North Coast Land Ownership Patterns
Where the Californios living along the California Coast to the south and east often lived on their Mexican land grants well into the 1870s, the three grantees on the North Coast seemed eager to dispose of their lands and move elsewhere. There were no Californios living on the North Coast by 1860 (Census of 1860). During the early years of statehood, the land that eventually became the Coast Dairies Property passed to newly-arrived settlers. The Aqua Puerca Rancho was bought by James Archibald, a native of Scotland; the San Vicente grant was purchased by Peter Tracy; the Rancho Laguna was bought by the Williams brothers (Clark, 1986). The optimistic new Americans living in California operated at least four landings, mentioned frequently in the shipping records at the harbor of San Francisco.
The northernmost of the four landings was located on the south side of Pigeon Point in present-day San Mateo County. Pigeon Point served people living in the watersheds of Pescadero and Butano Creek as well as on the coastal terrace in the vicinity of Point Año Nuevo. By the early 1870s, the landing had a typical cable and winch system:
"At Pigeon Point there is a semicircular bay, partially sheltered from the northern winds, but the heavy swells rolling in from the southwest prevent any wharves being erected. Out about two hundred yards from the shore is a high monument-like rock, rising to a level with the steep rock bluff which half encloses the bay. From the bluff to the top of this rock stretches a heavy wire cable, kept taut by a capstan. A vessel rounding the reef runs into the sheltered cove under this hawser, and then casts anchor. Slings running down on the hawser are rigged, and her cargo lifted from her deck load by load, run up into the air fifty to one hundred feet, than hauled in shore, and landed upon the top of the bluff...This system is in extensive use along the coast..." (Evans, 1873)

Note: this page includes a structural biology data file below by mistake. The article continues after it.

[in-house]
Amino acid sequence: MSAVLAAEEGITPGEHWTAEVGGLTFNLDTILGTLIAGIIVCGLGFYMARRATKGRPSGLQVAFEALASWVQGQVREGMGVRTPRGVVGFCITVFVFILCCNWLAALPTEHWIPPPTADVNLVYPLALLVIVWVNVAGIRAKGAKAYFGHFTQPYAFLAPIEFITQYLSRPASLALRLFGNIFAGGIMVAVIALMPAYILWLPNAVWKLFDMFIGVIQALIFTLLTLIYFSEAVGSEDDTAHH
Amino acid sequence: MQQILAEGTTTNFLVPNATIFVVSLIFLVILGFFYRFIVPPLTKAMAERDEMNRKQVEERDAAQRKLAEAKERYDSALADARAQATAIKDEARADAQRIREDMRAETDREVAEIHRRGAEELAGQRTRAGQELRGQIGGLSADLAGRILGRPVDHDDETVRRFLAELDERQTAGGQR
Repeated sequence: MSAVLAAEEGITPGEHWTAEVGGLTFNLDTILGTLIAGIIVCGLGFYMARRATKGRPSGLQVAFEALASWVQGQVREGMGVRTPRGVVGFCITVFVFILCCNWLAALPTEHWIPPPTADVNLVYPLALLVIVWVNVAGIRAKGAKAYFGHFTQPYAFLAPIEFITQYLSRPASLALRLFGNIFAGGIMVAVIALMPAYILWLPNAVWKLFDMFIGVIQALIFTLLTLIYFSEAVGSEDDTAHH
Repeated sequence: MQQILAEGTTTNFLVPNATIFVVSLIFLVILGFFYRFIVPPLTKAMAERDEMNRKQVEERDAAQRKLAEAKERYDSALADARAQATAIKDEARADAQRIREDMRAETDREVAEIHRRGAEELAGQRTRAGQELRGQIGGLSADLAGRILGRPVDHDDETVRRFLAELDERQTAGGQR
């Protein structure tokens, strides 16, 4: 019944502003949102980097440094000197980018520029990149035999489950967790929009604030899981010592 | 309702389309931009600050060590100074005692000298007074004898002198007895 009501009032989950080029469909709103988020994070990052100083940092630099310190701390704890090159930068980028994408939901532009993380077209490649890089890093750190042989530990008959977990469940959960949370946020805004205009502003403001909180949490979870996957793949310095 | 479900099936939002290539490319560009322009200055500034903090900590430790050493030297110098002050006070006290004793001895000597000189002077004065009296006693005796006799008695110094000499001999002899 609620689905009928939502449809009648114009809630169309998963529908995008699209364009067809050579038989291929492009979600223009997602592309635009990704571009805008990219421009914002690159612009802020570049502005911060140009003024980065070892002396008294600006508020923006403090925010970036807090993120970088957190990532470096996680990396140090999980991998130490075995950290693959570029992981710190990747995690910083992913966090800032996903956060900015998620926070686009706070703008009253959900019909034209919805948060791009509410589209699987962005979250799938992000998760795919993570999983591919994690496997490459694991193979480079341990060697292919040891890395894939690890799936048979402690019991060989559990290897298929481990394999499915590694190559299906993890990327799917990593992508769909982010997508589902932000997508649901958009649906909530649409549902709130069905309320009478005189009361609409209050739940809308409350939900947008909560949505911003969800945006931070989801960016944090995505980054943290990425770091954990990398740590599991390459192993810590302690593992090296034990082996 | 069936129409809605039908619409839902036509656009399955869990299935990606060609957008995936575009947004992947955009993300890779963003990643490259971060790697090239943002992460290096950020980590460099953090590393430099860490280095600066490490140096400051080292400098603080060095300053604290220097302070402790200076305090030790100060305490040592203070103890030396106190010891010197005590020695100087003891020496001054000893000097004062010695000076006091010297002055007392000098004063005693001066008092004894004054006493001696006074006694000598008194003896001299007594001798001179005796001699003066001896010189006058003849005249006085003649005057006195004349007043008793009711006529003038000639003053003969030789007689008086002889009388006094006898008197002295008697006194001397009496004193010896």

Several efforts were made to provide a shipping point on the south side of Franklin Point to ship the products from the dairies near Point Año Nuevo as well as the lumber and agricultural products from the valley of Waddell Creek. More will be said about this landing in the logging discussion below.
Located at the mouth of Liddell Creek, William's Landing was the most important of the early North Coast Landings. The Williams brothers owned the adjacent Rancho Arroyo de la Laguna and established the landing in the early 1850s (Clark 1986). The landing comprised a large hawser hanging over the water, its ends attached to the cliffs that formed a small cove. Small schooners would attach themselves to the hawser and loads of lime, lumber and agricultural produce would be lowered to the ship in a loading bin suspended from the rope. During the 1850s the harbormaster at San Francisco noted regular shipments from the landing including lumber, firewood and agricultural produce (Alta 5/10/1858).